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Case Studies of Risk-To-Life Due to Fire in Mid- and High-Rise, Combustible and Non-Combustible Buildings Using CUrisk

https://research.thinkwood.com/en/permalink/catalogue279
Year of Publication
2015
Topic
Fire
Material
CLT (Cross-Laminated Timber)
Application
Wood Building Systems
Author
Zhang, Xia
Mehaffey, Jim
Hadjisophocleous, George
Organization
Carleton University
Year of Publication
2015
Country of Publication
Canada
Format
Report
Material
CLT (Cross-Laminated Timber)
Application
Wood Building Systems
Topic
Fire
Keywords
High-Rise
Mid-Rise
Residential
Tall Wood
Office Buildings
CUrisk
Risk-to-Life
Language
English
Research Status
Complete
Summary
In this project, CUrisk was employed to assess and compare the risk-to-life due to fire in mid-rise and high-rise residential and office buildings of wood construction and of non-combustible construction and to demonstrate how fire protection measures can be tuned to ensure a mid-rise or high-rise building of wood construction is as safe as a similar building of non-combustible construction. The computation results show that [...] Comparisons between the numbers of deaths and injuries of scenarios with and without suitable fire protection systems show the importance of fire protection systems in reducing life risk from fire in all buildings. Sustaining the reliability of fire protection systems through proper design, installation, inspection, and maintenance is important to achieve the life safety objectives.
Online Access
Free
Resource Link
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Actuarial Contribution to the Understanding of Insurable Risks Related to Non-residential High-rise Buildings in CLT

https://research.thinkwood.com/en/permalink/catalogue2194
Topic
Market and Adoption
Material
CLT (Cross-Laminated Timber)
Application
Wood Building Systems
Organization
Université Laval
Country of Publication
Canada
Material
CLT (Cross-Laminated Timber)
Application
Wood Building Systems
Topic
Market and Adoption
Keywords
High-Rise
Non-Residential
Course of Construction Insurance
Research Status
In Progress
Notes
Project contact is Étienne Marceau at Université Laval
Summary
The objective of this project is to identify the risk factors taken into account in the pricing of an insurance contract for a construction site. This project aims to synthesize the quantitative approaches used in practice and presented in academic research for the pricing of home insurance and commercial insurance. Then, we aim to identify the preventive measures that can be taken to reduce the impact of different perils in the insurance of a construction site in wood or other.
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New Applications of Timber in Non-Traditional Market Segments, High Rise Residential and Non-Residential (Commercial) Buildings

https://research.thinkwood.com/en/permalink/catalogue1934
Year of Publication
2009
Topic
Market and Adoption
Application
Wood Building Systems

Full-Scale Standard Fire Resistance Test of a Wall Assembly for Use in Lower Storeys Of Mid-Rise Buildings

https://research.thinkwood.com/en/permalink/catalogue347
Year of Publication
2014
Topic
Fire
Material
Light Frame (Lumber+Panels)
Application
Wood Building Systems
Author
Lafrance, Pier-Simon
Berzins, Robert
Leroux, Patrice
Su, Joseph
Lougheed, Gary
Organization
National Research Council of Canada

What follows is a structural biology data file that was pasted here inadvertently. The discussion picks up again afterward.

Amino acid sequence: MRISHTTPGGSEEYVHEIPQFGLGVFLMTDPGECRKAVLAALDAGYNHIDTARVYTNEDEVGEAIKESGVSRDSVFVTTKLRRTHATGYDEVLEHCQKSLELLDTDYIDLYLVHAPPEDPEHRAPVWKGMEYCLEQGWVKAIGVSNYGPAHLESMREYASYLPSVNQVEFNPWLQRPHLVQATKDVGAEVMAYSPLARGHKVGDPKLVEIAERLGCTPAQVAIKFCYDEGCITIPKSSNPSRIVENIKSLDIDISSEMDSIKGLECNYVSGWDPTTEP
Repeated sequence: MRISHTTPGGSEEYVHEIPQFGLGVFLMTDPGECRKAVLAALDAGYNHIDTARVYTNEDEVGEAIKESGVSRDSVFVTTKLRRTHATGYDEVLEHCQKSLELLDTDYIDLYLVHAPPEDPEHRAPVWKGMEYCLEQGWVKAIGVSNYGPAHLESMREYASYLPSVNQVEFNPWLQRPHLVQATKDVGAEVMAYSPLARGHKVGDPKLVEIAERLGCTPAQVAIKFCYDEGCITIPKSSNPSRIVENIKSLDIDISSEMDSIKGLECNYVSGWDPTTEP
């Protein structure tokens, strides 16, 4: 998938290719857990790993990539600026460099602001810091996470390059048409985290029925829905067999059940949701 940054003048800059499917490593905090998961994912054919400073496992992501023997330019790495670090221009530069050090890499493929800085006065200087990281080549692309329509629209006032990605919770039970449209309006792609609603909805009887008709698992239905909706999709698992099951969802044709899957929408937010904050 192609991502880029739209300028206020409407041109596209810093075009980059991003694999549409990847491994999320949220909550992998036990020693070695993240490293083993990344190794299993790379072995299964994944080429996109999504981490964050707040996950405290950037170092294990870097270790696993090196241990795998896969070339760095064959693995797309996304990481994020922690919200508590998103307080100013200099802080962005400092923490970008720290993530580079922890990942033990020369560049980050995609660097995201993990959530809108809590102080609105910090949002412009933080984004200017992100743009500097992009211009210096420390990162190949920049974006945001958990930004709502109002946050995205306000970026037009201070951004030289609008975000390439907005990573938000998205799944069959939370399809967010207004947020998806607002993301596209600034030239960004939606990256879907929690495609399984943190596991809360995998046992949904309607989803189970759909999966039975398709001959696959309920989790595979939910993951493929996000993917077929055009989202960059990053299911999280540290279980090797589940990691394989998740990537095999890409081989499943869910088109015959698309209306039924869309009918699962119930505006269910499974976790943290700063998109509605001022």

Year of Publication
2014
Country of Publication
Canada
Format
Report
Material
Light Frame (Lumber+Panels)
Application
Wood Building Systems
Topic
Fire
Keywords
Fire Resistance
Mid-Rise
Language
English
Research Status
Complete
Summary
A research project, Wood and Wood-Hybrid Midrise Buildings, was undertaken to develop information to be used as the basis for alternative/acceptable solutions for mid-rise construction using wood structural elements. As one approach, encapsulation materials could be used to protect the combustible (wood) structural materials for a period of time in order to delay the effects of the fire on the combustible structural elements, including delay of ignition. In delaying ignition, any effects of the combustion of the combustible structural elements on the fire severity can be delayed. In some cases, and depending upon the amount of encapsulating material used (e.g. number of layers), ignition of the elements might be avoided completely. This scenario would primarily depend upon the fire event and the actual fire performance of the encapsulating materials used. The effectiveness of the encapsulation approach in limiting the involvement of wood structural materials in fires was demonstrated in the research project through bench-, intermediate- and full-scale fire experiments.
Online Access
Free
Resource Link
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Solution for Mid-Rise Wood Construction: Full-Scale Standard Fire Resistance Tests of Wall Assemblies for Use in Lower Storeys of Mid-Rise Buildings

https://research.thinkwood.com/en/permalink/catalogue346
Year of Publication
2014
Topic
Design and Systems
Fire
Material
CLT (Cross-Laminated Timber)
Light Frame (Lumber+Panels)
Application
Wood Building Systems
Walls
Author
Lafrance, Pier-Simon
Berzins, Robert
Leroux, Patrice
Su, Joseph
Lougheed, Gary
Bénichou, Noureddine
Organization
National Research Council of Canada
Year of Publication
2014
Country of Publication
Canada
Format
Report
Material
CLT (Cross-Laminated Timber)
Light Frame (Lumber+Panels)
Application
Wood Building Systems
Walls
Topic
Design and Systems
Fire
Keywords
Mid-Rise
Full Scale
Language
English
Research Status
Complete
Summary
A research project, Wood and Wood-Hybrid Midrise Buildings, was undertaken to develop information to be used as the basis for alternative/acceptable solutions for mid-rise construction using wood structural elements. The effectiveness of the encapsulation approach in limiting the involvement of wood structural materials in fires was demonstrated in this research project through bench-, intermediate- and full-scale fire experiments. These results for encapsulated lightweight wood-frame (LWF) systems and encapsulated cross-laminated timber (CLT) systems are documented in a series of reports [3, 4, 5, 6]. In addition to developing the encapsulation approach for protecting the wood structural materials to meet the above code intent, research was undertaken to examine standard fire resistance of encapsulated wood structural assemblies for use in mid-rise wood/timber buildings. One of the major differences between structural LWF assemblies used in mid-rise wood buildings (5-6 storeys) and low-rise wood buildings (= 4 stories) is the wall assemblies for the lower storeys. For mid-rise wood buildings, loadbearing wall assemblies on the lower storeys have to be designed to resist higher axial loads due to the self-weight of the upper storeys, which often result in the need for larger-size stud members and/or a greater number of studs, and higher lateral loads in case of seismic events or wind loads, which often requires the use of wood shear panels within the wall assembly. These wall assemblies very often will need to meet standard fire resistance requirements, and therefore, information regarding their standard fire-resistance ratings should be developed. This report documents the results of fullscale furnace tests conducted to develop standard fire-resistance ratings of encapsulated LWF assemblies for use in mid-rise applications.